“True. Maybe those movies taught her that it’s okay to be who she is. But you cannot change the feeling itself, Amma. It’s as odd as saying that a woman should marry a man. Have you ever wondered why? You for instance, what use is a man to you? He drinks away all our earnings and beats you. Other than that, what purpose does he serve?”, Semmalar asked outright.

“You won’t understand. He is the father of my children. There is no respect for single mothers in our society. But also, this is not right. Man and woman are supposed to be together. How will these people have children?”, Vimala was genuinely concerned.

“They are women. So technically they can give birth. But do you know India’s population? Maybe she doesn’t need to have children. Not everyone needs to have children, you know”, Semmalar knew she was pushing it.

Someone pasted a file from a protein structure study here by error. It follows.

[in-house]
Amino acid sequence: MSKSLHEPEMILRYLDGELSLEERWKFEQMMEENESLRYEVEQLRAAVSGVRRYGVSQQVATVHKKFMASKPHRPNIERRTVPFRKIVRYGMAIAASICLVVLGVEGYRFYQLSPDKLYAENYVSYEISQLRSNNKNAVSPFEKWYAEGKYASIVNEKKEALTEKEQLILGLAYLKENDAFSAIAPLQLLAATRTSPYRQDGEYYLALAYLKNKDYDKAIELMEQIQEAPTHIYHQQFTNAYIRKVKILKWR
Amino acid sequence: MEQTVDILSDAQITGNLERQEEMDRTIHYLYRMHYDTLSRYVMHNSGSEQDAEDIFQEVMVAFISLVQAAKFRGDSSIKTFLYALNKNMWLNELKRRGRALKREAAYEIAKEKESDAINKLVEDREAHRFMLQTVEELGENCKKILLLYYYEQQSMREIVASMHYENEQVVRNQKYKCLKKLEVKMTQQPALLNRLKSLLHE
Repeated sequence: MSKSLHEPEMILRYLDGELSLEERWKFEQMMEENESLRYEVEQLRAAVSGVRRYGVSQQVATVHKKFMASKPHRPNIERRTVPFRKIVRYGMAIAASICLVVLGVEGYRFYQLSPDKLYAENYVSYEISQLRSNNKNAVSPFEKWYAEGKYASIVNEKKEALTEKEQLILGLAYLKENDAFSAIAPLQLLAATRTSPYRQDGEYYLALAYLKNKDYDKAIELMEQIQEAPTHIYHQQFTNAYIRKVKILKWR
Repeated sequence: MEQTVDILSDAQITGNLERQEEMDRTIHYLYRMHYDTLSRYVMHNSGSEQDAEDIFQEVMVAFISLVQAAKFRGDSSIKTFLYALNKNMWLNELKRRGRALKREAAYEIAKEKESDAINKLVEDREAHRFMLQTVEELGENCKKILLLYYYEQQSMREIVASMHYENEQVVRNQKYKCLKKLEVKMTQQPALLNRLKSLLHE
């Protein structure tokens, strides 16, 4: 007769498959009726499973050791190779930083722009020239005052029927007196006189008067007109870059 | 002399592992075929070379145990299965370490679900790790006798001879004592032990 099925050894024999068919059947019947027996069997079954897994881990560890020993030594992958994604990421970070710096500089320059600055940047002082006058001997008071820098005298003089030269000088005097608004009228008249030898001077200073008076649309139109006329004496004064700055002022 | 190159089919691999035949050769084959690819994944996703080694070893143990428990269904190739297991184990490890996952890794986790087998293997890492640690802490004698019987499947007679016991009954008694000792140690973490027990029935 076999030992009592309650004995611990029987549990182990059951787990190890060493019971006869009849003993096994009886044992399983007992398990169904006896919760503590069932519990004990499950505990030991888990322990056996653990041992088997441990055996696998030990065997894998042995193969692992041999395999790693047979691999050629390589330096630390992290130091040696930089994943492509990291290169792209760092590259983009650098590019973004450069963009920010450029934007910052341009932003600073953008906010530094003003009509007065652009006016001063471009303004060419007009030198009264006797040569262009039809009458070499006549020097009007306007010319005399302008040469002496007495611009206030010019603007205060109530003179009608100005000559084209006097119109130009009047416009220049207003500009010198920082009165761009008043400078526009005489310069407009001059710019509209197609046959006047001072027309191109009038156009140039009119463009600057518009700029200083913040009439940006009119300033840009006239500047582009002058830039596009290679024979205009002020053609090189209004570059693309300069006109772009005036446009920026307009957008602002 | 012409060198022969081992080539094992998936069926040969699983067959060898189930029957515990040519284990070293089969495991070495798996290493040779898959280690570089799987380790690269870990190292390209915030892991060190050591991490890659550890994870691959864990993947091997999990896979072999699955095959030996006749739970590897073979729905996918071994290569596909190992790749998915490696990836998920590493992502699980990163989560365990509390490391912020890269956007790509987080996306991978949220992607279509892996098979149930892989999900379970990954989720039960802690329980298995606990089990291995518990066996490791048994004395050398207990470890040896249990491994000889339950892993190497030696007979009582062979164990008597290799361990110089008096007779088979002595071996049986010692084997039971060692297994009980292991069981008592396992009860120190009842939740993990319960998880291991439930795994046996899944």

“I can’t win with you, ma. I simply cannot. I couldn’t care less if other people don’t have children but I sure hope you are going to have a chubby boy baby”, she said, just as they heard Anban serenading the street with a Rajini classic, Athanda ithanda arunachalam naanthanda.

They quickly turned off the lights and pretended to be asleep to avoid provoking him. As she lay there praying that she wouldn’t get hit today, she thought once again of what Semmalar had told her the last time they spoke about Ammu. “Amma, think of her as a person. Without the sex. That is her personal matter. Think of her as a 17 year old child whose parents are making her life difficult. Just try Amma. Maybe you are the only one who can see that.”